Working Out May Help Counteract Holiday Eating
Men who overstuffed but exercised showed less harm to their health in study
By Robert Preidt
Sunday, December 15, 2013 HealthDay
FRIDAY, Dec. 13, 2013 (HealthDay News) -- Stuffing yourself with too many holiday goodies? Exercising daily might reduce the harmful effects to your health, according to a small new study.
Previous research has shown that even a few days of consuming far more calories than you burn can damage your health.
The new study included 26 healthy young men who were asked to overeat and who either were inactive or exercised on a treadmill for 45 minutes a day. Daily calorie intake increased by 50 percent in the inactive group and by 75 percent in the exercise group. That meant they had the same net daily calorie surplus, said the researchers at the University of Bath, in England.
After just one week of overeating, all the participants had a significant decline in blood sugar control. Not only that, their fat cells activated genes that result in unhealthy changes to metabolism and that disrupt nutritional balance.
These negative effects, however, were much lower in those who were doing daily exercise, according to the study, which was published Dec. 15 in The Journal of Physiology.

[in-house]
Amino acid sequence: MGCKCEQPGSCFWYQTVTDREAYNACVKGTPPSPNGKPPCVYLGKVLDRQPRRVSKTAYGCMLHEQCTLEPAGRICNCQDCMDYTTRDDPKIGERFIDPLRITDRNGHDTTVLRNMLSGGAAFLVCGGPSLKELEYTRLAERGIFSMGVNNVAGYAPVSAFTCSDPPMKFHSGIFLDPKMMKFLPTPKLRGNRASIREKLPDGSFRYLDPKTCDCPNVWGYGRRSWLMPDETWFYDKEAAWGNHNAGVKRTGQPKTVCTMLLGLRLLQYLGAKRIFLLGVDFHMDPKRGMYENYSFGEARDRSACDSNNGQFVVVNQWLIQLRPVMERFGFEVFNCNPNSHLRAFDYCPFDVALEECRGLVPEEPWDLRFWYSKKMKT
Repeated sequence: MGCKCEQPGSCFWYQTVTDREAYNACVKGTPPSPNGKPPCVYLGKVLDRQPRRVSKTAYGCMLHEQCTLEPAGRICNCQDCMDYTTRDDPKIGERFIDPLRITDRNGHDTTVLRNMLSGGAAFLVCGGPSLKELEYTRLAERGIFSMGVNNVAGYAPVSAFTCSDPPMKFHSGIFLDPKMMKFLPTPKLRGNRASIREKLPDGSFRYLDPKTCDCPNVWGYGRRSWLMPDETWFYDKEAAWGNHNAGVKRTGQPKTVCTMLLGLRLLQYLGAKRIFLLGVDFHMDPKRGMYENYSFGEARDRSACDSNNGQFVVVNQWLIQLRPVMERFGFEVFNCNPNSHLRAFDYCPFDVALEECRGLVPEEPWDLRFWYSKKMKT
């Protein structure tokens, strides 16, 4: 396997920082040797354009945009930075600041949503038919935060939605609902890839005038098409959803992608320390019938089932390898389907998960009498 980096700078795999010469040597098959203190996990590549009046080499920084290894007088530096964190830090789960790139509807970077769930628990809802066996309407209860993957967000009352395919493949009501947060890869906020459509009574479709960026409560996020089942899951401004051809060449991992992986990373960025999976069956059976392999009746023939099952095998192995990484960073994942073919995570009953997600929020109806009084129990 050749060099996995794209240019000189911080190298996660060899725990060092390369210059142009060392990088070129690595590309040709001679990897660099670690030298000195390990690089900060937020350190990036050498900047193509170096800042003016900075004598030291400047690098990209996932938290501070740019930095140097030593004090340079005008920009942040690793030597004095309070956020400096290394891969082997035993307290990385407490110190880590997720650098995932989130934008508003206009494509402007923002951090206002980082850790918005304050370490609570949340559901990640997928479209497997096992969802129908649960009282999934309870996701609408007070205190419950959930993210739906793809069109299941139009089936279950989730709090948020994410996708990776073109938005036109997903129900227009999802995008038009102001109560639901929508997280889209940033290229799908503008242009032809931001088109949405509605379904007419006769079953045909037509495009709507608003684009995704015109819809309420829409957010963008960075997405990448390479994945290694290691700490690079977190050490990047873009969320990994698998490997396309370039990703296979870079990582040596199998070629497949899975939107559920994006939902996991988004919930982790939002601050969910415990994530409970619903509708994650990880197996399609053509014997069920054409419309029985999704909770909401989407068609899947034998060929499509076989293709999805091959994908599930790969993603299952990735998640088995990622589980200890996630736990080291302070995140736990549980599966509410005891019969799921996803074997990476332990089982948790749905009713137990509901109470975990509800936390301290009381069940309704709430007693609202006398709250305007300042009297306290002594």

"Our research demonstrates that a short period of overconsumption and reduced physical activity leads to very profound negative changes in a variety of physiological systems," study co-author Jean-Philippe Walhin said in a journal news release. "But a daily bout of exercise stops most of these negative changes from taking place."
And holidays often mean people are eating more and exercising less, another researcher said.
"If you are facing a period of overconsumption and inactivity, which is probably quite common around Christmastime, then our study shows that a daily bout of exercise will prevent many of the negative changes from taking place even though you are gaining weight," study senior author Dylan Thompson said in the news release.
"The effects are obvious, but the underlying causes will need further study to be determined," he said. "The findings are likely to apply to other groups, like older adults and women, and perhaps to lesser amounts of [exercise]."
SOURCE: Journal of Physiology, news release, Dec. 14, 2013